Mopar Will Sell You Its SEMA Jeep Concept’s Hemi V8 Swap Kit
Want to drop a modern 5.7- or 6.4-liter Hemi V8 into an old Jeep? Mopar’s got a special plug ’n play kit just for that. (And it’s cheap.)
- Muscle Cars
SEMA, by and large, is a tuner industry hellscape of gaudy wheels, dope vinyl wraps, morbidly obese locals on scooters, off-brand energy drinks, bad ideas and worse execution. It is the auto show equivalent of a direct-to-video movie crossed with the effects of smoking while pregnant, add neon underlighting. And yet, somehow, the annual Las Vegas event inevitably redeems itself by sneaking in a worthwhile concept and accessories. This year, both come from Mopar—the former in the fantastic Jeep CJ66; the latter, a new Hemi crate engine swap kit.
Or rather, Hemi crate engine swap kits. One is tailored for Mopar’s 5.7-liter “Eagle,” as seen in the SEMA CJ66. The other works with the bowel-shaking 392 “Apache” lump. Both kits are designed specifically for stuffing a post-2014 Hemi V8 into a pre-1975 Dodge, Plymouth, Chrysler, or Jeep. Custom wiring harnesses for the engine and body, an accelerator pedal, O2 and temperature sensors, ground jumper, power distribution system, and an unlocked ECU are all included. Mopar says this bundle is “optimized for use with manual transmissions”; given some finagling, it can be mated to an older automatic, like the Torqueflite 727 or 904. But, essentially, this is the plug ’n play hardware spread you need, straight from the manufacturer, delivered at a surprisingly reasonable $1,795 price point.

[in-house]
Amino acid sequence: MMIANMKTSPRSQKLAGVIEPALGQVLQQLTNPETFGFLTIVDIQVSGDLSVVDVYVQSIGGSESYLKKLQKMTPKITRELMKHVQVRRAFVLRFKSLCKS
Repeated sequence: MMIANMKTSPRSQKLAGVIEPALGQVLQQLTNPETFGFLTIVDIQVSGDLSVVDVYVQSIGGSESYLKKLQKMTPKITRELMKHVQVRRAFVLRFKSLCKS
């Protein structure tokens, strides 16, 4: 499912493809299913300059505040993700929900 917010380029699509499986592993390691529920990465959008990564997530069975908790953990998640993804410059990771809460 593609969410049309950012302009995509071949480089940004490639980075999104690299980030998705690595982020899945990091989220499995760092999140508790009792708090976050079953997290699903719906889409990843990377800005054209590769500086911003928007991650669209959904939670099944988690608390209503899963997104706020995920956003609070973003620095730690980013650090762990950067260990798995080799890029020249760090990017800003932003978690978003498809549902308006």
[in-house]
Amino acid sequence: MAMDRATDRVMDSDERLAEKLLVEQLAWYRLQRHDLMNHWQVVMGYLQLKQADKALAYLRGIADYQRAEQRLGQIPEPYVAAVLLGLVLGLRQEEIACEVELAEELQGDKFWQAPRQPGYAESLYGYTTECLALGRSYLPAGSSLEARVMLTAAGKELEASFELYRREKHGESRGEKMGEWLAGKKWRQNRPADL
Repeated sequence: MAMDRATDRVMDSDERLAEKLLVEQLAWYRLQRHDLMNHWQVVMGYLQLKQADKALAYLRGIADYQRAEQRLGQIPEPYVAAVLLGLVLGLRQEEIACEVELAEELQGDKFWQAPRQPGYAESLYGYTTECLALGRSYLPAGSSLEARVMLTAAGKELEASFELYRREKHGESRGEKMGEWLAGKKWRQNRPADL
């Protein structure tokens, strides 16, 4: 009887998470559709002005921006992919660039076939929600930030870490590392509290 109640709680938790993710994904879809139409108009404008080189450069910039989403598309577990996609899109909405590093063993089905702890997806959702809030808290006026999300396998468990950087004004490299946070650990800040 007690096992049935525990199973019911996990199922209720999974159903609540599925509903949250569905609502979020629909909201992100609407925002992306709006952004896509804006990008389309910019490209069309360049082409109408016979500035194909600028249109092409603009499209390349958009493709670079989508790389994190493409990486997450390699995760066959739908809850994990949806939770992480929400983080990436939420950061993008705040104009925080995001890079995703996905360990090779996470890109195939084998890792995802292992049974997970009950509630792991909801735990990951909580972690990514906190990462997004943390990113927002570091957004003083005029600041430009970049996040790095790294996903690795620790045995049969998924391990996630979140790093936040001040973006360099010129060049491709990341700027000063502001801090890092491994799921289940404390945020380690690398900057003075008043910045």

(If you’ve got cheddar to spare, Mopar can add swap-ready components like a rear-sump oil pan, filter adapter, starter, air conditioning, alternator/pulley combo, power steering setup, and custom exhaust manifolds to the kit.)
Of course, the company prefers you buy a new Hemi engine, too. Mopar’s crate offerings are rated at 383 hp and 425 lb.ft. for the Eagle, or 485 hp and 472 lb.ft for the Apache. Those are pricey, retailing from Mopar at $6,070 and $9,335 respectively. We’d recommend hitting the local junkyard, finding a late-model Challenger or Charger that’s balled-up along the side or rear, and prying out the Hemi between its fenders.
Then pick up the nifty Mopar swap kit, throw that old CJ-6 Jeep or slant-six Valiant on jackstands, and get to wrenching. The headache quotient for modernized Hemi-powered projects has been reduced substantially. Just no neon underlights, please.